What makes Four Corners Home unique:  a large selection of sustainable furnishings, two convenient locations, ASID Interior Designer on staff, special services for industry trade, web-based sales.

(text and photos by Troy Winterrowd)

Clingman Avenue Lofts

Constructed 2008


The new Clingman Avenue Lofts were recently constructed by Mountain Housing Opportunities.  They bridge the urban fabric of downtown with the industrial area of the River Arts District.  There are 21 units comprising both 1 & 2 bedrooms.  All have nine foot ceilings, balconies, 1 parking space, basement storage and are certified by Energy Star and NC Healthy Built.  The well -sealed construction guarantees low energy bills combined with healthy air exchange. 

There are several low-income units available through MHO and other units available to the general public through Scott Carter at the Real Estate Center.  Prices range from $120,000 to $240,000.  

Modern Safari – Adventure in a Mid-Century Restoration



Town Mountain Road

Designed by:

J. Bertram King


1963 – 2800 sq/ft

I recently toured and photographed the home of John Moody and R. Hardy Holland III.  This 1960’s, contemporary post and beam, by noted local architect J. Bertram King, has been given new life by its recent Atlanta transplants.  Built in 1963 it was still clinging to some of the decorative character of the past, including pea green shag carpet.  Over the past year, John and Hardy, have emphasized the modern characteristics of the house and personalized the decor with treasures from their safari adventures.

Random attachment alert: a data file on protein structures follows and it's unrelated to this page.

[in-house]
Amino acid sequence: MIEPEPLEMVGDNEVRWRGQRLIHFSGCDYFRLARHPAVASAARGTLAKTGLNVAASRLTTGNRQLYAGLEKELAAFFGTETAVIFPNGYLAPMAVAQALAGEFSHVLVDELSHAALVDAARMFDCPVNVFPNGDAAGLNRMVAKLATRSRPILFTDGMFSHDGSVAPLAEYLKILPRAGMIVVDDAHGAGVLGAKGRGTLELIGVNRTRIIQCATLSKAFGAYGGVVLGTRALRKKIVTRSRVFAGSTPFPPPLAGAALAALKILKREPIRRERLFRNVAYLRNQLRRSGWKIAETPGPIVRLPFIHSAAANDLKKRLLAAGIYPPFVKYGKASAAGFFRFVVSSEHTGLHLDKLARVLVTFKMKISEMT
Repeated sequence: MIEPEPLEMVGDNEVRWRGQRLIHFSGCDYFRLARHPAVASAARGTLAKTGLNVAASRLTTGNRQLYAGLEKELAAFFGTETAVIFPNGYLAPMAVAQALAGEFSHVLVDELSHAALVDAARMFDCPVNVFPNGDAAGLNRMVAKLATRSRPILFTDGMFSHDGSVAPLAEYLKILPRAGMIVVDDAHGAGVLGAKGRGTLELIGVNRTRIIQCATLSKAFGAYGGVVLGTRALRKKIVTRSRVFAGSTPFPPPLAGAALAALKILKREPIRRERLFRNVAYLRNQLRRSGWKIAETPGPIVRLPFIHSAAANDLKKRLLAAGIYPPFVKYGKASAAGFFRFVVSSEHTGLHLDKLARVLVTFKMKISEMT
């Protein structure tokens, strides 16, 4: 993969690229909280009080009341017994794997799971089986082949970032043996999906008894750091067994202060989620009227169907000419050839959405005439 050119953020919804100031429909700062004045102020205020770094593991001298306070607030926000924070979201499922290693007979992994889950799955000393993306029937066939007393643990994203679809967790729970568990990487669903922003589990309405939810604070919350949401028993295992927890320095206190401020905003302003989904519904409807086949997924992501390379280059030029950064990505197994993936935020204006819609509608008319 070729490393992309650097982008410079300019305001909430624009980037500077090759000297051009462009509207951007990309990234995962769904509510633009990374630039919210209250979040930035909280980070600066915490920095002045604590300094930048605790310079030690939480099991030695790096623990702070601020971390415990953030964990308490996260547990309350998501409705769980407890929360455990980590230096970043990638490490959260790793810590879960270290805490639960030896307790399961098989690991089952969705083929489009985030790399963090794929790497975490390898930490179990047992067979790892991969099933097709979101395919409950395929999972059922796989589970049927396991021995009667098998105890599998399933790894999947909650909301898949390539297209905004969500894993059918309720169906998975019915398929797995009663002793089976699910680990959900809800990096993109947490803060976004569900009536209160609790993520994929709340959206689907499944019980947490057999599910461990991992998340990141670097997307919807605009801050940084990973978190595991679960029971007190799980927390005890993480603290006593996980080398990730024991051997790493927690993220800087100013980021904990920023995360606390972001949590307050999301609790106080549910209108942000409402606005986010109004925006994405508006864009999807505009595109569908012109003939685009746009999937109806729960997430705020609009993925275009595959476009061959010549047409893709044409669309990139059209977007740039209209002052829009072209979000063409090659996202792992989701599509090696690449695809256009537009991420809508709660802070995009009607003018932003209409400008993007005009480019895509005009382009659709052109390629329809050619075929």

On the afternoon the couple closed on the house the old kitchen, shown above and left, was removed along with the carpeting and paneling.  They, literally and figuratively, pumped new life into the heart of the house by installing a rich red, modern kitchen.  What was a typical, enclosed kitchen was now a vibrant and open space to entertain.


 The living room was simply cleaned up to allow for a relaxed living space that showcased the architecture and opened up the dramatic mountain and city views.


On a weekend while John was away, Hardy and a friend transformed John’s office to resemble an African safari tent.  John, a native of South Africa, has a business creating and selling luxury tours in Africa.  You can see his tours at http://www.ezafrica.com .  Hardy is a Wealth Management Consultant for Smith Barney.  office1

img_48281Architect J. Bertram King, is an Asheville resident who won AIA design awards for his building designs.  In 1968 he was noted for designing the Warren Wilson College Chapel.

(text and photos by Troy Winterrowd)